Infections in Pregnancy: Mastitis

Written by the Healthline Editorial Team | Published on March 15, 2012
Medically Reviewed by Audra Robertson, MD

What Do I Have?

Mastitis is a breast infection. Most cases occur in breast-feeding women within the first few weeks after delivery. Occasionally, this infection arises several months after the baby is born.

Mastitis develops when bacteria (usually staphylococci or streptococci ) from the baby's mouth gain entry into the breast by way of the mother's nipple. This causes an infection and inflammation in and around the milk-producing glands. Typically, a woman with mastitis develops a fever and notices pain and redness in one area of the breast. She is likely to develop flu-like body aches and fatigue as well.

What Are the Consequences of Mastitis?

If not recognized or treated, simple mastitis may progress to the formation of an abscess (pus) collection. An abscess is suspected when a lump is present beneath the area of redness on the skin. Because pain and fever prompt most women to contact their doctors early in the course of mastitis, abscess formation is rare. However, when an abscess does develop, it is important to identify because treatment is different than that for simple mastitis.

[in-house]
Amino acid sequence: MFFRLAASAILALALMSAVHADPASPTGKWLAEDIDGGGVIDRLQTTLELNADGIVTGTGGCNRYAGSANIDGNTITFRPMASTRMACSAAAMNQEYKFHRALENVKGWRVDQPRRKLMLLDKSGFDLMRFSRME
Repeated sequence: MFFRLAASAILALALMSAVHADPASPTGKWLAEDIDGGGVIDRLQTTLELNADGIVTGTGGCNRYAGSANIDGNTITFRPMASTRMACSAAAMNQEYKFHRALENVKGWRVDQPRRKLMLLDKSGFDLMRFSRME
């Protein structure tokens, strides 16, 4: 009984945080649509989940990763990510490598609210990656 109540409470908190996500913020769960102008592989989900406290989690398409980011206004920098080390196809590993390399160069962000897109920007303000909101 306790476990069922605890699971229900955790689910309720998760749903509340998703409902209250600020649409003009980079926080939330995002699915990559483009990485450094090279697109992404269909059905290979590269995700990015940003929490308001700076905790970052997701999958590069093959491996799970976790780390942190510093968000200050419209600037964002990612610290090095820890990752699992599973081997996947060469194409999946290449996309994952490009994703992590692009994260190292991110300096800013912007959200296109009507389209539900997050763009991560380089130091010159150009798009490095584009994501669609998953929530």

How Is Mastitis Diagnosed?

Diagnosing mastitis is a straightforward procedure. Reporting the symptoms to your doctor should be enough for him or her to identify the problem and prescribe treatment. In fact, laboratory tests are seldom needed. However, if you delay reporting symptoms to your doctor, a confirmatory physical examination is essential.

What Are the Usual Treatments for Mastitis?

Mastitis typically responds to antibiotic treatment within 24 hours. The drug of choice, dicloxacillin (Dycill), is taken orally, 500 mg every six hours for seven to 10 days. In women who are allergic to penicillin, alternatives include erythromycin (Ery-Tab) 500 mg every six hours or clindamycin (Cleocin) 300 mg every six hours. (Remember, however, that drug doses vary. Your doctor will determine the correct dosage for you.) Also, removing milk from your breast through continued breast-feeding or pumping helps the infection clear up quickly.

If your mastitis does not improve within 48 to 72 hours, you may have an abscess. In these cases, treatment is more aggressive. The abscess has to be lanced (by incision) and drained. This may require a trip to the emergency or operating room. You also need antibiotics. Depending on the severity of the infection, you may be given the antibiotics intravenously rather than orally.

After the abscess is lanced, a sample is sent to the laboratory to identify the bacteria that caused the infection. Though cancer is unusual in young women with postpartum mastitis, a sample of your breast tissue may also be examined to make sure that cancer is not present.

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